To help manage pests, Clemson researchers and researchers from other Land Grant Institutions developed the MyIPM for Row Crops app. This is a free app available for Android smartphones in the Google Play Store and for iPhones in the Apple Store.
For insect pests updates or other IPM questions, growers also can read the Clemson IPM blog – https://blogs.clemson.edu/ipm/, as well as refer to the 2023 South Carolina Pest Management Handbook available at https://bit.ly/2023PestMgtHandbook.
Corn fertility update
Fertilizers claim a large portion of input costs for growing crops and Clemson University nutrient management specialist Bhupinder Farmaha said precise input management is important. In a corn fertility update, Farmaha said proper nitrogen management can be ensured by periodic soil testing, liming soils, following Clemson’s fertilizer recommendations and diversifying crop rotations with cover crops. If animal manure is used as fertilizer, it should be tested before deciding on application rates. Farm management history should be considered to maximize benefits and minimize minimal environmental concerns.
“It’s not how much manure to apply, but how to manage it,” Farmaha said. “When animal manure is applied to a field, adjust inorganic fertilizer nitrogen rates for the nitrogen supplied by the manure. Because animal waste is highly variable in nutrient content such as in, nitrogen, phosphorus and potassium, laboratory analyses are needed to determine nutritive value.”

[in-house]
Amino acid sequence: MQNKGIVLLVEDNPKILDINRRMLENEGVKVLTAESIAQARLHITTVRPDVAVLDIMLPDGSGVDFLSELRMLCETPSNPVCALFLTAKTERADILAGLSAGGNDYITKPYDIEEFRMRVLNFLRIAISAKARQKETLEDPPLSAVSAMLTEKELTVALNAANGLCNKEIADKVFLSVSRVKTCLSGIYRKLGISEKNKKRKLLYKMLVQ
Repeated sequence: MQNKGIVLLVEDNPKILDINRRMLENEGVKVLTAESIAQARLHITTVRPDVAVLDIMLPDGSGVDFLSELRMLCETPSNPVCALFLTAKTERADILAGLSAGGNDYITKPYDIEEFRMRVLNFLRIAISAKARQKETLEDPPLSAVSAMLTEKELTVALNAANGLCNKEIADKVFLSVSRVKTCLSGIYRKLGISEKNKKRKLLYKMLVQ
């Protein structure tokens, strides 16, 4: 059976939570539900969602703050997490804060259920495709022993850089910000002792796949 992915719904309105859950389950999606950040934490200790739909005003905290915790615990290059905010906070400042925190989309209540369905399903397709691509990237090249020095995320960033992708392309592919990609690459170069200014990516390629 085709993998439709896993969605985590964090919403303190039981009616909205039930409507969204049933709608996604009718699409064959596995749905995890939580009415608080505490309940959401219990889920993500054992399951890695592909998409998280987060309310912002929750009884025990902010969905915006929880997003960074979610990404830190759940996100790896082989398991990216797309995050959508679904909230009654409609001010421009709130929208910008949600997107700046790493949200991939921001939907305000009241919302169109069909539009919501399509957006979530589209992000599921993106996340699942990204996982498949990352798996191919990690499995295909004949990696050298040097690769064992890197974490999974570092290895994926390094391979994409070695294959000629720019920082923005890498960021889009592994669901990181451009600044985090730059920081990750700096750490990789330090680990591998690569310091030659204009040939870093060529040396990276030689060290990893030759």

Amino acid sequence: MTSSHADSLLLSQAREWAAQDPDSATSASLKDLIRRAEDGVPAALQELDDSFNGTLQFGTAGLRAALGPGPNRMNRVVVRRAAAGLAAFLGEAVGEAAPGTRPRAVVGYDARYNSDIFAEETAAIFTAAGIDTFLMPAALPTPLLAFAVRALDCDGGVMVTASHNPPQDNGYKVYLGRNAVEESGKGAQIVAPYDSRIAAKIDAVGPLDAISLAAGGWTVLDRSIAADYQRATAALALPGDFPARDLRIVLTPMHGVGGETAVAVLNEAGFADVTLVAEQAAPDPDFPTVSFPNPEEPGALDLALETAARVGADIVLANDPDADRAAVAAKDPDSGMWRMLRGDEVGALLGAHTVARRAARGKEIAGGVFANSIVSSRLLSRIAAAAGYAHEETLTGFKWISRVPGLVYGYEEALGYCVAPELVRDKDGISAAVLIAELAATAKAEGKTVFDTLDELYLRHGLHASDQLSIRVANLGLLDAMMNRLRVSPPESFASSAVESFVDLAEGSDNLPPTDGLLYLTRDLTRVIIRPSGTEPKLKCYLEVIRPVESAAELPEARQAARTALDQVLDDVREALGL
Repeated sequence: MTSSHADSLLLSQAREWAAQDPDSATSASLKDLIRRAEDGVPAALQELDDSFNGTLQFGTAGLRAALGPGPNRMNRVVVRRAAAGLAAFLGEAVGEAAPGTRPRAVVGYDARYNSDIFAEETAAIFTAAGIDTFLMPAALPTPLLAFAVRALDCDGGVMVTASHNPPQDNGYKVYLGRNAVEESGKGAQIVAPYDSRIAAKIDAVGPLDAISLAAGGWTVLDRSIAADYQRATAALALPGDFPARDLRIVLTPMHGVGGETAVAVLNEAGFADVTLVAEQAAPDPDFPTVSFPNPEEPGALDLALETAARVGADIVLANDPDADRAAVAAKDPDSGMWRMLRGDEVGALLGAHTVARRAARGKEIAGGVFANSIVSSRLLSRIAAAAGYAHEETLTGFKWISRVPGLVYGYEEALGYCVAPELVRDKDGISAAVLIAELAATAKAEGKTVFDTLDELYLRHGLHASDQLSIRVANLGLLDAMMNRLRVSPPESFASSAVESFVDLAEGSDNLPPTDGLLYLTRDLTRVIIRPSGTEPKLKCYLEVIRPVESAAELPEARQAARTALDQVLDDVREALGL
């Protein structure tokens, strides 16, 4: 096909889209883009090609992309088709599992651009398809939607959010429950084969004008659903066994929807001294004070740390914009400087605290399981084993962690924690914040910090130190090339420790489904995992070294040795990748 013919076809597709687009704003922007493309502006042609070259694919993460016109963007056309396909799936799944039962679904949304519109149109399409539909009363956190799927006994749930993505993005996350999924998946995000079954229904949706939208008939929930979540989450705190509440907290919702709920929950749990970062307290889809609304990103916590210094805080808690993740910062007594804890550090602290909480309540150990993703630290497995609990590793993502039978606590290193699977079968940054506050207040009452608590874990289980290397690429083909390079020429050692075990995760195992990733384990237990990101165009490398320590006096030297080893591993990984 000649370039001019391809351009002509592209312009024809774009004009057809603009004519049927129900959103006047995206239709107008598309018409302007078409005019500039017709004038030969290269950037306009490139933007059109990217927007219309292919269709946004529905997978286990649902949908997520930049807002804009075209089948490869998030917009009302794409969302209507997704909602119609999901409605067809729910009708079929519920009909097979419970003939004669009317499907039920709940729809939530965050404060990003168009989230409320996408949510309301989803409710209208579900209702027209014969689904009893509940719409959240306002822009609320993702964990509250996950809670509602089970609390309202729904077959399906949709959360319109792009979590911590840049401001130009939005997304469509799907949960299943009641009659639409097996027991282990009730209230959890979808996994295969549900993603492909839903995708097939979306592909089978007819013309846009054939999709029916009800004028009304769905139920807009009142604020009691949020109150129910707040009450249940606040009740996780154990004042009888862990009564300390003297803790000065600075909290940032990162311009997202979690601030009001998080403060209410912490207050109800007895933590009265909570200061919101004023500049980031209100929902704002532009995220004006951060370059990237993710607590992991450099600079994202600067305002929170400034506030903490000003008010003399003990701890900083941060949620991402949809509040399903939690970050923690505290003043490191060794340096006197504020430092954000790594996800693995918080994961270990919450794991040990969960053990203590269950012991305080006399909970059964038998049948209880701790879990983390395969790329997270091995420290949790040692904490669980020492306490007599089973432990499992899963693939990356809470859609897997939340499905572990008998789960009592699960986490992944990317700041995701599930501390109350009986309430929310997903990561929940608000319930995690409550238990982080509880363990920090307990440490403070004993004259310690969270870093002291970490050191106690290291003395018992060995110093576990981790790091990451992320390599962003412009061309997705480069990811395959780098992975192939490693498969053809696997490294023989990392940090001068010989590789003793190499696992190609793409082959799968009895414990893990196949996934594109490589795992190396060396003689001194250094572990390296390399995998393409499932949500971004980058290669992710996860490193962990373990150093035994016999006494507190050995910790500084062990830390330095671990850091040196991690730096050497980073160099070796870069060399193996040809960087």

Soil tests can help determine fertilizer amounts needed. Soil testing and manure analyses are available from the Clemson Regulatory Services Agricultural Service Laboratory, https://bit.ly/CU_AgServiceLab.
In addition to these topics, field day participants also learned about services offered by the Clemson Extension Agronomic Crops Team. Jay Crouch, agronomic crop agent in the Newberry County office, said this team of Clemson Extension agents, researchers and specialists can provide information related to crop production, pest management, harvesting and post-harvesting processes for commodities such as soybeans, corn and tobacco. The South Carolina Crops Blog also provides producers with the latest pest, weather, disease and variety trial information, and posts about news and updates from workshops and Field Days.
Field day participants also were given updates on corn official variety trials, hybrid trials and using fungicides to control foliar diseases.